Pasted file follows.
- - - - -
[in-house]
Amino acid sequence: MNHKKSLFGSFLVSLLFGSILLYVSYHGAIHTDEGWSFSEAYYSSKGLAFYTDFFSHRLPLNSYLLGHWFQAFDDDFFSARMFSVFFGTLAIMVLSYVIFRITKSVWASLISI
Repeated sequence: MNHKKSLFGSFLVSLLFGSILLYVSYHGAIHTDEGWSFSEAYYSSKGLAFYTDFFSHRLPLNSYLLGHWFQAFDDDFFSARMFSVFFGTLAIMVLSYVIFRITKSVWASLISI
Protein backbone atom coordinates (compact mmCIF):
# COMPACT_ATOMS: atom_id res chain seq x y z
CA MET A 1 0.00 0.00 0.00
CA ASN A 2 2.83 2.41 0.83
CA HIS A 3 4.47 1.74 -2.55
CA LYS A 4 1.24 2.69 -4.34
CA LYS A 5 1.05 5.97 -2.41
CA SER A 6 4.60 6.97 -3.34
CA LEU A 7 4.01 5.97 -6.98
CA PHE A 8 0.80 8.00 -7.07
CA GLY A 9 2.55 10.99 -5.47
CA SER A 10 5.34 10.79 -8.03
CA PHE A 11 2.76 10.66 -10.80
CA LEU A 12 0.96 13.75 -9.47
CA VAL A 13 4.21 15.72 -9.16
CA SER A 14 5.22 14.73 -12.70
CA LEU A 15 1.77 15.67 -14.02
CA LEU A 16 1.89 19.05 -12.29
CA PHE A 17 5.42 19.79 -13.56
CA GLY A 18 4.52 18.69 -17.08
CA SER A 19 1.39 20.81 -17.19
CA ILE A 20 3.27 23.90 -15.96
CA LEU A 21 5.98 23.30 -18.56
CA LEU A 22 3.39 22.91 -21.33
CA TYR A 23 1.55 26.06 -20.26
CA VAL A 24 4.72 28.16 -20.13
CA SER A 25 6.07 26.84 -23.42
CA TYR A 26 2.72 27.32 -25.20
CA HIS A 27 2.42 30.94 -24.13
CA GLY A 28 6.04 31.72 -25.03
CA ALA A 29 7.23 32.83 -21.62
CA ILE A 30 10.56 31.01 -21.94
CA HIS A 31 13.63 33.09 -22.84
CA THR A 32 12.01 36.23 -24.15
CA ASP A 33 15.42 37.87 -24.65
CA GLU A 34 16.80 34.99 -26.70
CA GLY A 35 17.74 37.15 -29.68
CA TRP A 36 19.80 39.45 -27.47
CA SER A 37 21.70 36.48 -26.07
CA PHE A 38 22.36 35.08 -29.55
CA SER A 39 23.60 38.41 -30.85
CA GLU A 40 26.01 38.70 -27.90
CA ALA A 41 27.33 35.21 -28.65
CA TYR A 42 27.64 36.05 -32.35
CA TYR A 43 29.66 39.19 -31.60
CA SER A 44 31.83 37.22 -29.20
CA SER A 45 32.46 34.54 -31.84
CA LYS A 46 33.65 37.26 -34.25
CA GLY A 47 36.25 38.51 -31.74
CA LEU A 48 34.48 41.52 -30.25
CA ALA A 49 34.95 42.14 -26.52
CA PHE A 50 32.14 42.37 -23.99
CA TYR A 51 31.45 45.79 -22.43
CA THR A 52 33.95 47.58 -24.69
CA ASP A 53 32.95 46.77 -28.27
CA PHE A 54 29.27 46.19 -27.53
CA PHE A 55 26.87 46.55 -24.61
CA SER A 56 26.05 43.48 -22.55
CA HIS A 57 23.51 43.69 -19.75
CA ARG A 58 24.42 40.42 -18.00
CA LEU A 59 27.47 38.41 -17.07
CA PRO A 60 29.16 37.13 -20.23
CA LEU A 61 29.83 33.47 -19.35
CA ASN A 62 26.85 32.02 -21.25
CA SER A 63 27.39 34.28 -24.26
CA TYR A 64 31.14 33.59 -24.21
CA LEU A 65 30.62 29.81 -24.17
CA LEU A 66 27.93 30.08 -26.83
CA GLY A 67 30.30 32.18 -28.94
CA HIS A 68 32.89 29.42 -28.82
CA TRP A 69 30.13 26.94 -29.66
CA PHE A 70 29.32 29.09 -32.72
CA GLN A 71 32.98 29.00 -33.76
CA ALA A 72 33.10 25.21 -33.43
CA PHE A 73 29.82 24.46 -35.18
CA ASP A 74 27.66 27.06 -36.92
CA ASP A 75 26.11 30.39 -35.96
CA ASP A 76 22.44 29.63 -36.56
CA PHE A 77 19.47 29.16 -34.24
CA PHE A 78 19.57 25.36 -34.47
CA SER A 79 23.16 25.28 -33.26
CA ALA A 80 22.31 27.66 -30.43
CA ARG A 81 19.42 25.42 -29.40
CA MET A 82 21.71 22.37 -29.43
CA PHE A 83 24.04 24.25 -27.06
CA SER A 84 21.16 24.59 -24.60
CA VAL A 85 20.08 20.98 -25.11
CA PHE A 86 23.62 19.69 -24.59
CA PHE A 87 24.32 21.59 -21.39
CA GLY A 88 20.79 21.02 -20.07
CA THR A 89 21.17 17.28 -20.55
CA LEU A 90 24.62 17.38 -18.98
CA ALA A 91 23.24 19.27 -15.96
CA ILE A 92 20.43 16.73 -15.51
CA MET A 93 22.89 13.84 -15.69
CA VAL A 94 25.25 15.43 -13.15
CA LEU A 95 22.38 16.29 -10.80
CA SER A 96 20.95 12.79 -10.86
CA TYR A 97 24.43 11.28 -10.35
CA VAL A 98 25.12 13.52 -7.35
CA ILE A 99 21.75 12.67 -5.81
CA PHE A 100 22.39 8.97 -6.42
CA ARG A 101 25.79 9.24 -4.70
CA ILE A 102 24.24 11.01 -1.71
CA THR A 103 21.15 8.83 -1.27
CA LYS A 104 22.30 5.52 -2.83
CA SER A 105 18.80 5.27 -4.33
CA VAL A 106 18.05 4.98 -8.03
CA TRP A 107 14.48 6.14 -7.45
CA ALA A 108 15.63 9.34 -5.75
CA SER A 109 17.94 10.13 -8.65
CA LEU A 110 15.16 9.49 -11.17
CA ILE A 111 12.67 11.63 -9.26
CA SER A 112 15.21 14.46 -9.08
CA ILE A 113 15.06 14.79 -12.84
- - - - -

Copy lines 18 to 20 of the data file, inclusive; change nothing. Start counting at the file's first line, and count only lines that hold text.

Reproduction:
CA VAL A 13 4.21 15.72 -9.16
CA SER A 14 5.22 14.73 -12.70
CA LEU A 15 1.77 15.67 -14.02